When Nannies and Parents Come From Different Cultures

In the May, 2008 The Journal of Applied Developmental Psychology published a study entitled, “What happens when parents and nannies come from different cultures? Comparing the care giving belief systems of nannies and their employers.”

The June 2009 issue of Be the Best Nanny Newsletter discusses the findings in the study in detail.
The differences between the American mother and nannies that were raised in other cultures were:
1. Requiring a baby to go to sleep “independently” vs. holding the baby to prevent crying as he or she falls asleep.
2. Requiring a child to do things for himself vs. helping him by doing them for him.
3. Talking to a child as an equal and negotiating with her vs. telling her what to do based on adult authority.
4. A more relaxed approach to dressing a baby warmly enough vs. bundling a baby warmly for protection from the elements.
5. Learning from experts and books vs. learning from the personal experience of a respected member of the family.
6. A mother’s devotion to personal achievement and multitasking vs. a mother’s single-minded devotion to her maternal role.
7. Adults guiding children’s play in educational directions vs. child-directed play.
In each of these seven contrasts, the first practice or belief is of the American mother. In contrast, the second practice or belief represents the nanny.
Have you experienced any cultural differences between you and your parent/employers?


  1. I read the issue on this topic last night and what I found I could relate to is the nanny from Central America (I think she was from Central America) who would pick up the toys when the 3 year old threw them on the floor and the mother doesn’t want her to do that. The mother not only wants her child to be responsible for his actions (pick up after himself when he makes a mess) she did not think it was fair to the nanny.When I start a new job I often start by picking up all the toys, making beds, and so on. But, not long after the parents want the children to learn responsiblity.I would not say it’s a cultural phenomenon for me. I do the picking up after the kids because at first I think it is my job.I prefer working for parents that want to teach children to be independent and responsible as do most American mothers according to the survey. I can see how that would be a difficult adjustment for a nanny who has been taught to serve the children where she was raised.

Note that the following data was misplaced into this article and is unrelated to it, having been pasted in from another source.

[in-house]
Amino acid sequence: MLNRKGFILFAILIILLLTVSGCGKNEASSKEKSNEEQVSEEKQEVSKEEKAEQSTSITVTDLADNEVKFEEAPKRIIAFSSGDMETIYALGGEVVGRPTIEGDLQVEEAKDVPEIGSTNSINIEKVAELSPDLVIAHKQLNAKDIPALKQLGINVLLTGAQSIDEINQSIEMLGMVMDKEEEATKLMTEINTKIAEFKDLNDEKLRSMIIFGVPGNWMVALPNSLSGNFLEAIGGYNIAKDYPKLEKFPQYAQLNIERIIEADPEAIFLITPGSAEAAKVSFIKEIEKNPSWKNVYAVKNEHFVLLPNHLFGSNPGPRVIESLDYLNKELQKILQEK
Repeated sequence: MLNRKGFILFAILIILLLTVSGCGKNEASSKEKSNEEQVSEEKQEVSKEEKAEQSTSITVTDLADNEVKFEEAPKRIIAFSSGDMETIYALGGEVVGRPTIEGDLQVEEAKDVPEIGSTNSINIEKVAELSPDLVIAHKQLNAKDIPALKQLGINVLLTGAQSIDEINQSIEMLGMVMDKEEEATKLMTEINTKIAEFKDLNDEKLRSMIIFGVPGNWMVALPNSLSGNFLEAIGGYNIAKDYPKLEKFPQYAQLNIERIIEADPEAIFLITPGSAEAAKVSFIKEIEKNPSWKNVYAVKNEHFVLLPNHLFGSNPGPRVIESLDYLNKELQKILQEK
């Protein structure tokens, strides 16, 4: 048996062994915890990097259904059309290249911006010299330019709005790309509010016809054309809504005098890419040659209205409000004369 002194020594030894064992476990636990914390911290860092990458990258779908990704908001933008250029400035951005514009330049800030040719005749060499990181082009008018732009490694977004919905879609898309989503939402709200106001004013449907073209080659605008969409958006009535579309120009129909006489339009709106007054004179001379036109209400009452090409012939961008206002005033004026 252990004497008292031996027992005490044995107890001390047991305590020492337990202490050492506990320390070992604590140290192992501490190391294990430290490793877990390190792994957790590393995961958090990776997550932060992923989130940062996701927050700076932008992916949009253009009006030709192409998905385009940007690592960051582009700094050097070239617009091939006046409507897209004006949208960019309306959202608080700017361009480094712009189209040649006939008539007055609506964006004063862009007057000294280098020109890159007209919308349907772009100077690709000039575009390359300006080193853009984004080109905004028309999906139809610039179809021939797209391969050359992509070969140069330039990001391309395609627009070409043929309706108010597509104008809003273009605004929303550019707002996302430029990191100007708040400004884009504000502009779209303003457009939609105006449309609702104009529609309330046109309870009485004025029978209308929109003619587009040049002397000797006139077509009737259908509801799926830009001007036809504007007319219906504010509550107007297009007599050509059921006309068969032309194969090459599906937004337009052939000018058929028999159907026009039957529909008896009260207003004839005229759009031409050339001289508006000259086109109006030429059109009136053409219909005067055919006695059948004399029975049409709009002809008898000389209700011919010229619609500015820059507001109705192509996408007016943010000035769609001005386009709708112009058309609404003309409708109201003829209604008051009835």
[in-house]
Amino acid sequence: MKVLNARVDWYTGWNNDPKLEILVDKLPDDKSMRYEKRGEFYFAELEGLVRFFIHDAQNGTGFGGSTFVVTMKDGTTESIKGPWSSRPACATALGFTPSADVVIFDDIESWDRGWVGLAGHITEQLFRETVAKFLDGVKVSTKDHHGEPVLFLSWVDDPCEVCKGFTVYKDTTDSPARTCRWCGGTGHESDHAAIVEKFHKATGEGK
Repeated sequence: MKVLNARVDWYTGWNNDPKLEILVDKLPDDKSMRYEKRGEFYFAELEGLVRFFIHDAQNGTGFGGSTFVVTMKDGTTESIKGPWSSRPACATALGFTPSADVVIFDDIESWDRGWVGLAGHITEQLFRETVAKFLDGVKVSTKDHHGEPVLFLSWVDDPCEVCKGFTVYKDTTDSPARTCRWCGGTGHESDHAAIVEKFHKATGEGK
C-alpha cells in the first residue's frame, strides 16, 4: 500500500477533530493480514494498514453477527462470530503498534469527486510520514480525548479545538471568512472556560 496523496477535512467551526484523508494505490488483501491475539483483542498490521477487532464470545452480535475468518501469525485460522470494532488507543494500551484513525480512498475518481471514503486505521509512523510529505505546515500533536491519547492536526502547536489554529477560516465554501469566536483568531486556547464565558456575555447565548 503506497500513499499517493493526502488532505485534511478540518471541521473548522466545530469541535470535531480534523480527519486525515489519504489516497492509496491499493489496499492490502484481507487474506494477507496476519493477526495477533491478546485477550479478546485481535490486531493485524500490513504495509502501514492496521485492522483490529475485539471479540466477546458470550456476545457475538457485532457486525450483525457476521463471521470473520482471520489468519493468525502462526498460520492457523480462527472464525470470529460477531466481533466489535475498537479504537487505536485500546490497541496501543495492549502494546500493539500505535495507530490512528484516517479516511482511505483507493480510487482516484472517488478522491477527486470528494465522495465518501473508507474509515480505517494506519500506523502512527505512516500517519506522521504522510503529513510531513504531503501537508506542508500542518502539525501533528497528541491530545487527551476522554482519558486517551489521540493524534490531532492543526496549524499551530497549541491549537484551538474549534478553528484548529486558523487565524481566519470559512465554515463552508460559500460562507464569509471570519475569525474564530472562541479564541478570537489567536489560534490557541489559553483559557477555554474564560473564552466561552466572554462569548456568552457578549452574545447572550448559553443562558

2. This is so interesting because I was raised in America and only worked in America and I find these issues to be problems for me and the mothers I have worked for.For example, why do parents today allow their kids to “talk back” to them so much? Never in my wildest dreams would my parents allow me to “talk back.” If I say even nice things the kids want to argue. And I am not only talking about teens (a time you would expect some disrespect of authority).I don’t get why my current charges are allowed to negotiate all the time. It is disrespectful and I feel that way even growing up in America!!

  3. I just wanted to let you know that I truly enjoyed the article on Nannies / Parents from Different Cultures. I found it interesting, informative and a conformation of other information I have gather and learned over my years as a nanny. I have also worked for a family that employed multiple nannies all with different backgrounds and cultures … it made for some interesting times ;)I have found it to be hard to change from receiving printed material to the new and green “techie” way of life, therefore a great article was helpful to me personally.C.J. A Nanny and subscriber to Best Nanny Newsletter